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Colombia’s Viva Lets Go Of 2 Airbus A320neos

Colombian low-cost carrier Viva Air Colombia (Viva Air) has recently withdrawn two relatively young Airbus A320neos from its fleet. The airline received the two narrowbodies towards the end of last year, and their early withdrawals highlight the significance of how much of a fragile state Viva Air has been in.

Bidding farewell to two young aircraft

The two withdrawn aircraft in question are registered HK-5389 and HK-5378. Christened as Camila Blaney, HK-5389 was only over a year old and was delivered to Viva Air on December 12th last year. The Airbus narrowbody entered into service a few days later and has been actively flying since then. Unfortunately, HK-5389 operated its somewhat premature last flight as VH 465 from Cancun International Airport to Medellin Jose Maria Cordova International Airport earlier last month on November 14th.

And just before Christmas, on December 23rd, HK-5389 was ferried from Medellin Jose Maria Cordova International Airport to Tuscon International Airport. The aircraft has remained stored there ever since. As for HK-5378, the aircraft was christened Go Pink and was only over a year old. Delivered to Viva Air in September last year, the aircraft suffered a similar premature withdrawal from service after operating its final flight for the airline on November 14th.

Then on December 27th, HK-5378 was transported from Bogota El Dorado International Airport to Tuscon International Airport for storage. With the departure of these two Airbus neo narrowbodies from Viva Air’s fleet, the low-cost carrier is only left with 10 Airbus A320neos and 11 Airbus A320-200s. The budget carrier also has three additional Airbus A320neos on order, although their estimated delivery dates have been delayed.

From leased to unleased

But if the two aircraft leased to Viva Air were based on long-term lease agreements, why would the low-cost carrier withdraw them from service? The reason would be the same as why the airline had delayed the delivery timeline of its upcoming three Airbus A320neos, as it is financially struggling. Despite the massive rebound in the post-pandemic era, Viva Air still faces a complex financial situation against rising fuel prices and a weaker peso currency.

Due to its financial struggles, the low-cost carrier has been late with the lease agreement payments for some aircraft, including HK-5389 and HK-5378, which explains their withdrawal. It’s likely that other aircraft will soon be withdrawn from its fleet shortly, which would be quite the capacity downfall since the demand for air travel is increasing. Given this consideration, any other withdrawn aircraft will likely be transferred to fellow Colombian carrier Avianca as the two airlines share aircraft lessors.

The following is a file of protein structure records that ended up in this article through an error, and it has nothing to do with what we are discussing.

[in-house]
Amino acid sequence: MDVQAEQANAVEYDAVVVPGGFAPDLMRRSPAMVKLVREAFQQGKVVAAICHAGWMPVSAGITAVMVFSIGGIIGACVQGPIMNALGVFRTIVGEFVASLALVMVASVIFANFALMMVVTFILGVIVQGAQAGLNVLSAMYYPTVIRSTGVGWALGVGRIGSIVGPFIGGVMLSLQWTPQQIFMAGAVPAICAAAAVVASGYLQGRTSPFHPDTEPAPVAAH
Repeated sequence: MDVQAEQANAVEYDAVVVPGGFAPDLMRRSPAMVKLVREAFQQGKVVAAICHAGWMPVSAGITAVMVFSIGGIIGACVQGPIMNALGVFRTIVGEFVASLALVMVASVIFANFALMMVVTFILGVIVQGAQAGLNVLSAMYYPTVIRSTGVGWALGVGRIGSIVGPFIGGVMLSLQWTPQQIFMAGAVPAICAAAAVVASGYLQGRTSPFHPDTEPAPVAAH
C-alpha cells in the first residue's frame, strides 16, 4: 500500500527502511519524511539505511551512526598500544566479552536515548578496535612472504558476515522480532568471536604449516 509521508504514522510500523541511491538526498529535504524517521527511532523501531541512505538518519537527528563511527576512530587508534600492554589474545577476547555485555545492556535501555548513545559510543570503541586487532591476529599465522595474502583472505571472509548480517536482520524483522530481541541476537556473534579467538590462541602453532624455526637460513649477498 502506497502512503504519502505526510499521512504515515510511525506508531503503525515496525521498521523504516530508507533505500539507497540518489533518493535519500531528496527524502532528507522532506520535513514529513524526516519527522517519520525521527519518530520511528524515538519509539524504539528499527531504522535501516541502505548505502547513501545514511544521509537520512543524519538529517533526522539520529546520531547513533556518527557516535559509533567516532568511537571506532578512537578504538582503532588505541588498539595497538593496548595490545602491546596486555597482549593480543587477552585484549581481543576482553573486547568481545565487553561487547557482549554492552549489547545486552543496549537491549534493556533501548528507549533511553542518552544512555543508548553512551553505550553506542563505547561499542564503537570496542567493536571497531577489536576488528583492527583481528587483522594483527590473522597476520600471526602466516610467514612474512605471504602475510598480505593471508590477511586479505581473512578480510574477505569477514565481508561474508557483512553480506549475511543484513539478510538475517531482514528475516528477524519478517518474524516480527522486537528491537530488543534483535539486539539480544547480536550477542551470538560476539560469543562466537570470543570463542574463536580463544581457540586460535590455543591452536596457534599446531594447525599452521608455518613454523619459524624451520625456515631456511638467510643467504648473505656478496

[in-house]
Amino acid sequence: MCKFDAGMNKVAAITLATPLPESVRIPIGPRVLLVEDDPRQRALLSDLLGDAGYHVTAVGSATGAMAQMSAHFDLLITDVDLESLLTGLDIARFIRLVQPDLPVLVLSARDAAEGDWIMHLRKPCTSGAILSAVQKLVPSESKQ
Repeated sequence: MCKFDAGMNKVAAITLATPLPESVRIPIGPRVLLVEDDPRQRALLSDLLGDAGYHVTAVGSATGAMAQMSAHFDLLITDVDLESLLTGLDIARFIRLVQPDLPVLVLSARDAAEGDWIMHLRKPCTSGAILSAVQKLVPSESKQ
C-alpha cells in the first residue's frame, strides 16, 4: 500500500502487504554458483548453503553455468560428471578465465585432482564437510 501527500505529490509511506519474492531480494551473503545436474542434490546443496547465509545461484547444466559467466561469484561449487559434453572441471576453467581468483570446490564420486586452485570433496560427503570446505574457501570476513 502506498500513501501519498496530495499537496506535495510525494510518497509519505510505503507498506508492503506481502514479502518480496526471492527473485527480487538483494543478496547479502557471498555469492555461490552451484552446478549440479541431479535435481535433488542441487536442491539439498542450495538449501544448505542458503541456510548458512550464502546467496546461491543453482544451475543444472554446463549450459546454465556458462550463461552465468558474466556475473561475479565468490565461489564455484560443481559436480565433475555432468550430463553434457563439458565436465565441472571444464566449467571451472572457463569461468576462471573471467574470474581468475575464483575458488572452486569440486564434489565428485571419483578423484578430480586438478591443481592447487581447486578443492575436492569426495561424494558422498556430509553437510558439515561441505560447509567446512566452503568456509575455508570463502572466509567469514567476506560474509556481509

Yet another request for integration

With Viva Air continuing to struggle, given how some lower revenue routes were already suspended, aircraft deliveries delayed, and now aircraft being withdrawn from its fleet, Avianca is attempting to again request an integration with the low-cost carrier. The Colombian Aviation Authority rejected the earlier request, saying the transaction represented a considerable risk to competition as it would prove monopolistic.

If the merger had happened, the combined airline would have controlled 100% of the flight services on 16 routes. However, without the merger, Avianca argued that Viva Air would be, and currently already is, facing a slow and inevitable death. And without Viva Air, Avianca emphasizes that the Colombian aviation industry would suffer an immeasurable loss. Determined to save the low-cost carrier, Avianca highlighted in its new request that both airlines would return between 73 and 105 slots at El Dorado International, allowing other airlines to expand their presences.

The other four proposals within the new request were:

  • Maintain the brand and low-cost model of Viva Air to preserve as many jobs, fleets, and routes as possible.
  • Protect the fares on the routes where both airlines operate exclusively.
  • Launch a codeshare or interline agreement with Satena to strengthen Satena’s social role and connectivity to Colombia’s most isolated regions.
  • Keep all of Viva Air’s current interline agreements.

With the new request and the above proposals, the Colombian Aviation Authority is currently reviewing them to see if the merger will be deemed competitively justified. However, Aviana and Viva Air are desperate for a quick approval, or the low-cost carrier could see itself sinking further as the new year comes along.

Source : SimpleFlying